The weekly rehearsal is one of the main things that worship leaders prepare for each week. Hopefully we’ve spent our time in prayer and included some collaboration with our pastor or other members of our creative teams. We have a setlist and ideas of how they will flow in the worship service. This initial planning is vital to leading effectively but there are also some practical ways we can be prepared to lead our rehearsals effectively.
No matter how familiar you may be with the material, it’s always helpful to create a playlist of the weekly setlist so that you can be hearing the music. I typically use the “rehearse” feature in PlanningCenterOnline and play through it in the background for a couple of days prior to rehearsal.
2. Practice the songs
Don’t wait until your praise team rehearsal to play through your songs. Print them ahead of time and practice the songs. This will gets you comfortable with the material and gives an opportunity to come up with some potential creative elements, such as new intros or transitional elements. This also gives you a chance to identify any errors in your chord charts.
3. Determine and document your song arrangement
Spend some time thinking about the arrangement of your songs. Who will sing on the verses? Do you want your vocals in unison or harmony? Where do you want your band to play? Document these in your arrangement by adding specific, detailed notes on your chord charts. (If you use PlanningCenterOnline, checkout my video on customizing your chord charts with arrangement notes)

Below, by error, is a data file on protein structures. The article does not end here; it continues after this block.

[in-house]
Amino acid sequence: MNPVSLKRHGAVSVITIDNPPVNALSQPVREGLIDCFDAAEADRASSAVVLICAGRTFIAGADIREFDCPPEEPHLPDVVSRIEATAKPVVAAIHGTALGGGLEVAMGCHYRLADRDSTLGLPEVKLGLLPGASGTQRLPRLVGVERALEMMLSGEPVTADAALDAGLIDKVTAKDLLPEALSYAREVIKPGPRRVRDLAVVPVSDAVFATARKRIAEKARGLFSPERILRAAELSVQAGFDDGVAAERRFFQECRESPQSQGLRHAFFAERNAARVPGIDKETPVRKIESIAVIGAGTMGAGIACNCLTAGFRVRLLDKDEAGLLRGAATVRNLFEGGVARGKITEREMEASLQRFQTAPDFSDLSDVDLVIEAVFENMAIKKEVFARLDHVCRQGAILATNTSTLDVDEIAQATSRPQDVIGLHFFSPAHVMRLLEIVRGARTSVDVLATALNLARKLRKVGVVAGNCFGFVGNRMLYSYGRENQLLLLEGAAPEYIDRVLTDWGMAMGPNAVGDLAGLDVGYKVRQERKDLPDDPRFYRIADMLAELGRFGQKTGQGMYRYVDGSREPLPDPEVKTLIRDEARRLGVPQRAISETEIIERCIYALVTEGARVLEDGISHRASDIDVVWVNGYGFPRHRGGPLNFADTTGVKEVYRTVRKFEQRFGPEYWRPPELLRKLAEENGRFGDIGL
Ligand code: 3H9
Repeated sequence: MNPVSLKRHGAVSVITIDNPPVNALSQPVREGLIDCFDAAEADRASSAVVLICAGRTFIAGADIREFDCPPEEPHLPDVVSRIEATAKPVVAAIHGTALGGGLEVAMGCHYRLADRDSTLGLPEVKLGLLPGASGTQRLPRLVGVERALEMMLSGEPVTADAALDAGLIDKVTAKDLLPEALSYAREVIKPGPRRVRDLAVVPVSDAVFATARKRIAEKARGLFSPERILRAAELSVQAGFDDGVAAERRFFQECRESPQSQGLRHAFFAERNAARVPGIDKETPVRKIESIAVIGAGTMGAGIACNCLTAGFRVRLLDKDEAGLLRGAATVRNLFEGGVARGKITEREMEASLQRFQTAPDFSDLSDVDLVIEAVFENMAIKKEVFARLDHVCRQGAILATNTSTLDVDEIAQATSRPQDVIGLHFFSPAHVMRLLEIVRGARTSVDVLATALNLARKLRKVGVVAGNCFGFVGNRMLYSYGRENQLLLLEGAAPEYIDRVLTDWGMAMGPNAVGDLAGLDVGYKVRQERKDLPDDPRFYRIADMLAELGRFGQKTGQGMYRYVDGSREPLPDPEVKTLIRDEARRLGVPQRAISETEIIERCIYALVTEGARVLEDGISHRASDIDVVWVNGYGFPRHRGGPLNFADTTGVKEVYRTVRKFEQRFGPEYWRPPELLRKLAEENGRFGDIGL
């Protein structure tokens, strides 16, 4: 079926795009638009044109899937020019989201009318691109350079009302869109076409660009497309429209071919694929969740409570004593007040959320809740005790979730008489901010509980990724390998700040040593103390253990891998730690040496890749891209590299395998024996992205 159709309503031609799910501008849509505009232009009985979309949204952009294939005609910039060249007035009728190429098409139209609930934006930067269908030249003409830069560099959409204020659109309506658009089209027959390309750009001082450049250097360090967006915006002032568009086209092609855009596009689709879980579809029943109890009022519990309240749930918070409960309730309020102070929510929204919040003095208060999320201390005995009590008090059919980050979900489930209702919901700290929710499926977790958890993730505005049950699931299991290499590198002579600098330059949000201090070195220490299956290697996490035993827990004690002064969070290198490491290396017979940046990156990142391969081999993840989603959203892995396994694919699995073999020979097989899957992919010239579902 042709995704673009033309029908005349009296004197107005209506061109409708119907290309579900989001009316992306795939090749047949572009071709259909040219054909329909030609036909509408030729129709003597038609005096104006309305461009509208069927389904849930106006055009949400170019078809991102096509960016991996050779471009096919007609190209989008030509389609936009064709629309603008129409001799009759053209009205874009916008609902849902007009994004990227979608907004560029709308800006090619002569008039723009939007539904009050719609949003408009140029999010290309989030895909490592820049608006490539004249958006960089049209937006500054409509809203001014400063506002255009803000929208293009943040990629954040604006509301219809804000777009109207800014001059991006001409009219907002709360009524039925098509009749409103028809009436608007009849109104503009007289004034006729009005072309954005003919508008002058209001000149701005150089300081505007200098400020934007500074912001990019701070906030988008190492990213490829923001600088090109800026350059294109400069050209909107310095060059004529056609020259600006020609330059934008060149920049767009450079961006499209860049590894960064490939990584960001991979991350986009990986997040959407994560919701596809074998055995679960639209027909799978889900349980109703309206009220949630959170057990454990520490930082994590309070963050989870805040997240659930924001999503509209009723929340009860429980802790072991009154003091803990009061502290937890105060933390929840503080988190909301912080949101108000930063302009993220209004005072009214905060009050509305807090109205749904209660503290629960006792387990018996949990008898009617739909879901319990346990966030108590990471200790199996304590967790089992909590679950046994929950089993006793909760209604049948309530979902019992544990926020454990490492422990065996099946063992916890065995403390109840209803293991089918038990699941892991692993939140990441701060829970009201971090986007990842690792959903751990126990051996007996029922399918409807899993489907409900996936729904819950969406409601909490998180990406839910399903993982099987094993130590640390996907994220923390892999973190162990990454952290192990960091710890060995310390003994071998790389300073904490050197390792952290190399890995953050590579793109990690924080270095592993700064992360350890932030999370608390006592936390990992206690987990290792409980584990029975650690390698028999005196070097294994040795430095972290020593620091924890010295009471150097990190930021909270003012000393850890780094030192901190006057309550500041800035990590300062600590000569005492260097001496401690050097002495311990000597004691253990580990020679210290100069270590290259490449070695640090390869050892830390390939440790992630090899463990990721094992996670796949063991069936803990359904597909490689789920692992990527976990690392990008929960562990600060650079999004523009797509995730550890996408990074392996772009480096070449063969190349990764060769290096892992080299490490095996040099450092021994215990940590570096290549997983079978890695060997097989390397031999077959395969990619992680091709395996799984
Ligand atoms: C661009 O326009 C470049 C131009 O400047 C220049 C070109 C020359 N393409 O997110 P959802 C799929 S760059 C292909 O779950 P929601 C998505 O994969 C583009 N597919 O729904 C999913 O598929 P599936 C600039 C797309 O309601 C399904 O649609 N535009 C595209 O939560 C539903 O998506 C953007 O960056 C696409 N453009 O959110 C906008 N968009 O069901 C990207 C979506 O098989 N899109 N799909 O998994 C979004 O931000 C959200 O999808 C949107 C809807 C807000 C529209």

4. Worship with the songs
Don’t just practice the songs. Get alone and worship with your setlist. This is probably the most important point I can mention. As leaders we should do this each week and the earlier in the week before rehearsal, the better. Why? Because as you worship with these songs you will begin to sense the flow of how it may be on Sunday. You have a chance to be inspired with a Scripture reference or a medley into another song you’d not thought of before. You may realize that a transition or key change is awkward.
5. Allow some focus time prior to rehearsal
Rehearsal days are no different than any other day. Life happens and things can be thrown into your path that have the potential to veer you off course. Allow a few minutes before your team arrives to retreat into your office or a special place of serenity to pray and prepare your heart for not only the task of leading the practical aspects of the rehearsal, but also the spiritual leadership needed.
6. Have your sound and tech crew prepared
Be sure that you’ve communicated all of your band and vocal needs to your tech crew. If you require click tracks or additional elements have them prepared beforehand. Make sure that you and your audio crew are on the same page as to the musical aspects of the mix … who is the “out front” vocal, what instrument is carrying the song primarily, etc?
7. Start with prayer
I have to confess, sometimes I feel like I’m throwing in a token prayer to begin rehearsal. After all, it’s what you’re supposed to do, right? Seriously, start with prayer and make it sincere. Don’t rush through it. Your team members are probably tired and faced incredible challenges that week. Shepherd and pastor them. Care for them. This doesn’t have to be long time because your primary goal is to rehearse the music. At the same time, rehearsing with the correct frame of mind and spirit is paramount.
As worship leaders it’s easy to get on autopilot and neglect these simple steps in preparation. I hope you’ll consider these and make plans to incorporate these tips into your weekly preparation time.
What are some other simple ways that you prepare for your praise team rehearsals?
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